COBREG Conference 2022 Info
Keynote SpeakersPosted: 24 July, 2022
Prof. George Acquaah-Mensah
Unique aspects of breast cancer in black women
George Acquaah-Mensah is a Professor of Pharmaceutical Sciences at the Massachusetts College of Pharmacy and Health Sciences, USA. A product of Mfantsipim School and the University of Science and Technology, Kumasi, he received his Ph.D., Pharmacology /Toxicology, from the University of Texas at Austin. In 2001, Dr. Acquaah-Mensah joined the Department of Pharmacology, University of Colorado School of Medicine as a Regular Fellow. There, his research interests continued in Computational Pharmacology (Bio-Ontologies and Machine Learning) and neurotoxicology. He joined his current university as an Assistant Professor of Pharmaceutical Sciences at the beginning of 2005. He has since risen through the ranks, attaining full professorship eleven years later. George Acquaah-Mensah teaches Pharmacogenomics, Pharmacokinetics, and other elements of Pharmacology. His research work focuses on transcriptional- regulatory and signaling networks in a variety of models of disease and spans neurotoxicology, lung disease, and oncology. He has authored several widely-cited publications. He has, in the past, served as reviewer for the Rhode Island IDeA Network of Biomedical Research Excellence, the Michael Smith Foundation for Health Research, Canada, and the Medical Research Council of the United Kingdom. He has served as associate editor of the Journal of Alzheimer’s Disease. He has been an active member of the Society of Toxicology and the Toxicologists of African Origin group. He is also a member of the International Society of Computational Biology, and was founding President of the Ghana BioMedical Convention (now CoBREG).
Dr. Augustina Sylverken
Attaining the Sustainable Development Goals in Sub-Saharan Africa: The Role of Biomedical Research
Augustina Angelina Sylverken is a Senior Lecturer at the Department of Theoretical and Applied Biology at KNUST. She is also a Senior Research Fellow at the Kumasi Centre for Collaborative Research in Tropical Medicine (KCCR) at KNUST. Augustina holds a master’s and PhD degrees in Clinical Microbiology from KNUST. She had her postdoctoral training at the Department of Virology, University of Bonn Medical Centre and KCCR. Augustina’s research activities focus on the contribution of viruses as a proxy to zoonosis in the area of One Health. In addition, she continues to champion activities related to the transformation of young females in the areas of Science, Technology, Engineering and Mathematics (STEM). Augustina has been in large scale multidisciplinary and interdisciplinary studies with teams of investigators with sponsorship from prestigious funders notably, the German Research Council (DFG), Global Fund, European and Developing Countries Clinical Trials Partnership (EDCTP), Global Challenges Research Fund (GCRF), the Royal Society – UK, and the KNUST Research Fund (KReF). With such funds, she has been a Lead Investigator, Co-investigator or Project Coordinator in executing research activities. She serves on several committees and boards including the National Tuberculosis Control Program Board of Ghana. She has won several awards and is a member of the prestigious Ghana Young Academy. Augustina continues to publish widely and has over 98 publications to her credit in reputable journals.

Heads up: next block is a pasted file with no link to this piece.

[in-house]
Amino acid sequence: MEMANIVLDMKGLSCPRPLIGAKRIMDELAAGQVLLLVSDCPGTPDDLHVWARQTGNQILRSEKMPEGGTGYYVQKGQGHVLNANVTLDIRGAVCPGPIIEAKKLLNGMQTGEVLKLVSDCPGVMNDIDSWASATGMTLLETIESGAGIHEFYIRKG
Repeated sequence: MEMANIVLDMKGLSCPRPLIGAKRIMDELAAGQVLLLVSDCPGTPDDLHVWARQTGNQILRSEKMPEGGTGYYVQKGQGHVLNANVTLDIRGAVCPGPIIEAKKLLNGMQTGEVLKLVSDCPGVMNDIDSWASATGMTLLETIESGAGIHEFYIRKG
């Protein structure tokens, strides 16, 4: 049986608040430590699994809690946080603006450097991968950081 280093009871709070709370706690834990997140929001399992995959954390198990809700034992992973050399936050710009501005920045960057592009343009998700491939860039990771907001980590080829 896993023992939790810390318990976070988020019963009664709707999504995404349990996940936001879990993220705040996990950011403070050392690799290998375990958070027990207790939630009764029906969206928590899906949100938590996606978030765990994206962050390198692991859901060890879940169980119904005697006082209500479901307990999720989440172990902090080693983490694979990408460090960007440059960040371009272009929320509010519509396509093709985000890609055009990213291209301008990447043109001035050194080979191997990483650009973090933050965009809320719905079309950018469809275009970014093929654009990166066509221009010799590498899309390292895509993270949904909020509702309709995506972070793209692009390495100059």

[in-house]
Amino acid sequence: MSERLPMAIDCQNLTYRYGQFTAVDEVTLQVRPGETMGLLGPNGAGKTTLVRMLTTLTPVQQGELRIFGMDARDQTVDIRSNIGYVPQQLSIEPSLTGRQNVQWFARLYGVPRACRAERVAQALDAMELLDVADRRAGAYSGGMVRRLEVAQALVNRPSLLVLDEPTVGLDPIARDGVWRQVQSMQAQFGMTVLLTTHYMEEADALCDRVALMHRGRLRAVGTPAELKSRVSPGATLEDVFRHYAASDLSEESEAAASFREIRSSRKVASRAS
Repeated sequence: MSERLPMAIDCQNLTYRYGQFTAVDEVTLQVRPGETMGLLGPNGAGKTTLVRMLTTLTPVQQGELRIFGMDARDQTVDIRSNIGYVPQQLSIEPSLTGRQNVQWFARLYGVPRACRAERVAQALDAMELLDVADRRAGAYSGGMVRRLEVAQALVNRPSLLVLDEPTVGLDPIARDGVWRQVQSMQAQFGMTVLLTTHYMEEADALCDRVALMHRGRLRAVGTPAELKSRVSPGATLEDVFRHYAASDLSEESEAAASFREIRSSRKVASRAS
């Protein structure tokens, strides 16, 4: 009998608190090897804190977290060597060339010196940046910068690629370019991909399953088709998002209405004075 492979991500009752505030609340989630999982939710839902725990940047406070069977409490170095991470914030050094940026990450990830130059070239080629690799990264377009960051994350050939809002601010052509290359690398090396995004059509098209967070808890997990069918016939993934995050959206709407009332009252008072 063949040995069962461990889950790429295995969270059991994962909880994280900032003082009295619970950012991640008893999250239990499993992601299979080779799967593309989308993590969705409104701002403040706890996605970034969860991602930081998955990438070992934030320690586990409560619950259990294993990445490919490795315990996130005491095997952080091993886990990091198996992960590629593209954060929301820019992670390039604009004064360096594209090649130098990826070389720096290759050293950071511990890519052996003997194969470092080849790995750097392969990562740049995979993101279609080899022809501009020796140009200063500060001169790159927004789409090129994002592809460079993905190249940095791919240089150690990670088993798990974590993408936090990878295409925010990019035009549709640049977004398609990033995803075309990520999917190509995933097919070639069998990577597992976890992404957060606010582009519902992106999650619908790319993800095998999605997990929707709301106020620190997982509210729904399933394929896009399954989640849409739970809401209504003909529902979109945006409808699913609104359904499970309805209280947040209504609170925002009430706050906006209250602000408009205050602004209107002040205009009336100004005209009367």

Dr. Anita Ghansah
From the Genome to Policy: unravelling the importance of Genomics in Public health in Ghana
Dr. Ghansah is a Biochemist working in the field of molecular/genomic epidemiology. She obtained a PhD in genetic epidemiology at the London School of Hygiene and Tropical Medicine in 2009. Dr. Ghansah’s PhD project was based on a severe malaria case-control study conducted in Navrongo (Upper East Region of Ghana). Her thesis began with a careful and systematic analysis of the epidemiological evidence for association with disease resistance, and proceeded to investigate the evidence for recent evolutionary selection. Various aspects of the analysis, and the analytical tools that she developed, have practical relevance to other malaria endemic regions and parasite genetics. In particular, she developed SNP-based methods of defining sickle haemoglobin haplotypes. These provide new insights beyond what is found with conventional methods based on restriction-fragment lengthpolymorphisms, which raise important questions about the validity of current theories about how sickle cell disease has evolved and spread across Africa. During her PhD program she spent time at the Wellcome Trust Centre for Human Genetics (Oxford University) to complement her epidemiology training and through this, Dr. Ghansah gained a very sound academic foundation for a career in genetic/genomic epidemiology.